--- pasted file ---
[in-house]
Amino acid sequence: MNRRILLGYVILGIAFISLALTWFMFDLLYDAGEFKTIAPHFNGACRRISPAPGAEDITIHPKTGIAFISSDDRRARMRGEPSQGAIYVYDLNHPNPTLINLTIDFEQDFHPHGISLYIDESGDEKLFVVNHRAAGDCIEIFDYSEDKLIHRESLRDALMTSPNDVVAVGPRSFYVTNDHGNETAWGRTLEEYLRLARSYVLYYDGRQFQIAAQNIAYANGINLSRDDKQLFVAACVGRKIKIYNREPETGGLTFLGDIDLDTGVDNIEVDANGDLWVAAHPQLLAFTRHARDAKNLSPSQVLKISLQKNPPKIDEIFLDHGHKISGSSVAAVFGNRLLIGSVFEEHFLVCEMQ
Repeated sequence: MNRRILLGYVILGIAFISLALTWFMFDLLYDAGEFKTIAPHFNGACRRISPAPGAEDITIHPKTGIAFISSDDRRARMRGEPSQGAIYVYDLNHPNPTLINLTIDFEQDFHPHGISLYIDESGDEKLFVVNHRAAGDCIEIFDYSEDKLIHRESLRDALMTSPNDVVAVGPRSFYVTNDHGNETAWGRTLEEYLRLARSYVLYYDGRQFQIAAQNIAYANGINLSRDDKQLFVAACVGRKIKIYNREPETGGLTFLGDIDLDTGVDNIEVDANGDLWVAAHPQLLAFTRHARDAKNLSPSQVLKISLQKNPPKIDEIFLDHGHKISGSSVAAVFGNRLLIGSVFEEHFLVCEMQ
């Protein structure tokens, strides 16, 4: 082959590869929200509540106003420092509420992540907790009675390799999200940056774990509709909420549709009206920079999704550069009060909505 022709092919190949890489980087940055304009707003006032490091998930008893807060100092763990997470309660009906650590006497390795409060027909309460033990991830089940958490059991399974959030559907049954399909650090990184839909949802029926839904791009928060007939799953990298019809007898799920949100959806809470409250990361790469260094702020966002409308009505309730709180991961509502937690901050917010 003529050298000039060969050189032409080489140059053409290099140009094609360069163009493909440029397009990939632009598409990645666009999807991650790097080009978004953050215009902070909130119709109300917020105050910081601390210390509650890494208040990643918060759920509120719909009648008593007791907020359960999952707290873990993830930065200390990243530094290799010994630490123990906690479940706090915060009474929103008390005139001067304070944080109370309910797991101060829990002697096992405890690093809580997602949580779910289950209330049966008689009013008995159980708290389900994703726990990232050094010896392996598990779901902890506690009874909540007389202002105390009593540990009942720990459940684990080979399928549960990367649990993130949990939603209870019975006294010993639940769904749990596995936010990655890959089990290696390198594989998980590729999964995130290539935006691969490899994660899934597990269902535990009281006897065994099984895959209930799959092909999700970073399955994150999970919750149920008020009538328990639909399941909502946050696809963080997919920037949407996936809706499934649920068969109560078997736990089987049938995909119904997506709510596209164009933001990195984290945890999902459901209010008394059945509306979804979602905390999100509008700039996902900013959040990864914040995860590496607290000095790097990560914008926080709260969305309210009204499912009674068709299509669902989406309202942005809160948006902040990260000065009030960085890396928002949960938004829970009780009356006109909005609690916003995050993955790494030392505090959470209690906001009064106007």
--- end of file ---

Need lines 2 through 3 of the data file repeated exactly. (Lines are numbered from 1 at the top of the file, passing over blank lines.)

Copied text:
Amino acid sequence: MNRRILLGYVILGIAFISLALTWFMFDLLYDAGEFKTIAPHFNGACRRISPAPGAEDITIHPKTGIAFISSDDRRARMRGEPSQGAIYVYDLNHPNPTLINLTIDFEQDFHPHGISLYIDESGDEKLFVVNHRAAGDCIEIFDYSEDKLIHRESLRDALMTSPNDVVAVGPRSFYVTNDHGNETAWGRTLEEYLRLARSYVLYYDGRQFQIAAQNIAYANGINLSRDDKQLFVAACVGRKIKIYNREPETGGLTFLGDIDLDTGVDNIEVDANGDLWVAAHPQLLAFTRHARDAKNLSPSQVLKISLQKNPPKIDEIFLDHGHKISGSSVAAVFGNRLLIGSVFEEHFLVCEMQ
Repeated sequence: MNRRILLGYVILGIAFISLALTWFMFDLLYDAGEFKTIAPHFNGACRRISPAPGAEDITIHPKTGIAFISSDDRRARMRGEPSQGAIYVYDLNHPNPTLINLTIDFEQDFHPHGISLYIDESGDEKLFVVNHRAAGDCIEIFDYSEDKLIHRESLRDALMTSPNDVVAVGPRSFYVTNDHGNETAWGRTLEEYLRLARSYVLYYDGRQFQIAAQNIAYANGINLSRDDKQLFVAACVGRKIKIYNREPETGGLTFLGDIDLDTGVDNIEVDANGDLWVAAHPQLLAFTRHARDAKNLSPSQVLKISLQKNPPKIDEIFLDHGHKISGSSVAAVFGNRLLIGSVFEEHFLVCEMQ